Moving pictures and photo plays are famous the world over, and in this line of books the reader is given a full description of how the films are made--the scenes of little dramas, indoors and out, trick pictures to satisfy the curious, soul-stirringpictures of city affairs, life in the Wild West, among the cowboys and Indians, thrilling rescues along the seacoast, the daring of picture hunters in the jungle among savage beasts, and the great risks run in picturing conditions in a land of earthquakes. The volumes teem with adventures and will be found interesting from first chapter to last.
Later they moved on, with the theatrical company, to the coast, where they filmed a realistic picture of a wreck. In the jungle was where we next met Blake and Joe, and they were in dire peril more than once, photographing wild animals, though the dangers there were surpassed when they went to Earthquake Land, as they called it. The details of their happenings there will be found in the fifth volume of the series.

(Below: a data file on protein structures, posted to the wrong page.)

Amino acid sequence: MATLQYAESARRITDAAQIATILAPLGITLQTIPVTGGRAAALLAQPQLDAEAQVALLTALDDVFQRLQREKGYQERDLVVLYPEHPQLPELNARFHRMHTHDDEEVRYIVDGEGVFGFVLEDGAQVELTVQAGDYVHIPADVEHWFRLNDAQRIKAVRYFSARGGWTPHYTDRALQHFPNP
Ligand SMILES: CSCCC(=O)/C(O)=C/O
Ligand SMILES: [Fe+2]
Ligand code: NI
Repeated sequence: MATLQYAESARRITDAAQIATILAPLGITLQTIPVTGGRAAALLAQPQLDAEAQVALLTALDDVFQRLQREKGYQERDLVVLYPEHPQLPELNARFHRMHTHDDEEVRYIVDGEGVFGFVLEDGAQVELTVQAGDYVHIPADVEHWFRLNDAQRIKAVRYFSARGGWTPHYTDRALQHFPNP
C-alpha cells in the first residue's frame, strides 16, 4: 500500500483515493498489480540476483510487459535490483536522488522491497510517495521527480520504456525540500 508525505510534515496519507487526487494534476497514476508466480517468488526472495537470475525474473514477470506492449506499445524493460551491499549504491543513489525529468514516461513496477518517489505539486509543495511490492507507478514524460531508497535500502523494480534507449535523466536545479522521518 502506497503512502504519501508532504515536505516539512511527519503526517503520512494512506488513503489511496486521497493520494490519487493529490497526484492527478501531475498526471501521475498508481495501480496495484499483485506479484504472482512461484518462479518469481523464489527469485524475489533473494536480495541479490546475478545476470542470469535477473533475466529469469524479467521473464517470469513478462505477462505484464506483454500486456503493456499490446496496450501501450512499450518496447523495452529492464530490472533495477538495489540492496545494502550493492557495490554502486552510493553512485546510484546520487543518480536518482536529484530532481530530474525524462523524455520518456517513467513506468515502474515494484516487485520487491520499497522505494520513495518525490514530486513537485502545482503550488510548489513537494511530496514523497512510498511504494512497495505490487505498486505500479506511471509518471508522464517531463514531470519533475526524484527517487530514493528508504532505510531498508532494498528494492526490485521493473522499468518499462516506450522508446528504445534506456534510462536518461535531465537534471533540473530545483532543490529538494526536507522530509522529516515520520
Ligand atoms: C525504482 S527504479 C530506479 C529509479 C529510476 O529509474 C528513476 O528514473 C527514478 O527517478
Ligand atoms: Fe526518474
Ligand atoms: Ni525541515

Perilous days on the Mississippi followed, when Blake and Joe took pictures of the flood, and later they were sent to Panama to make views of the digging of the big canal.
Mr. Hadley was a producer who was always eager for new thrills and effects. And when he thought he had exhausted those to be secured on the earth, he took to the ocean. And in "The Moving Picture Boys Under the Sea," the book that immediately precedes the present volume, will be found set down what happened to Blake and Joe when, in a submarine, they took views beneath the surface.
They had not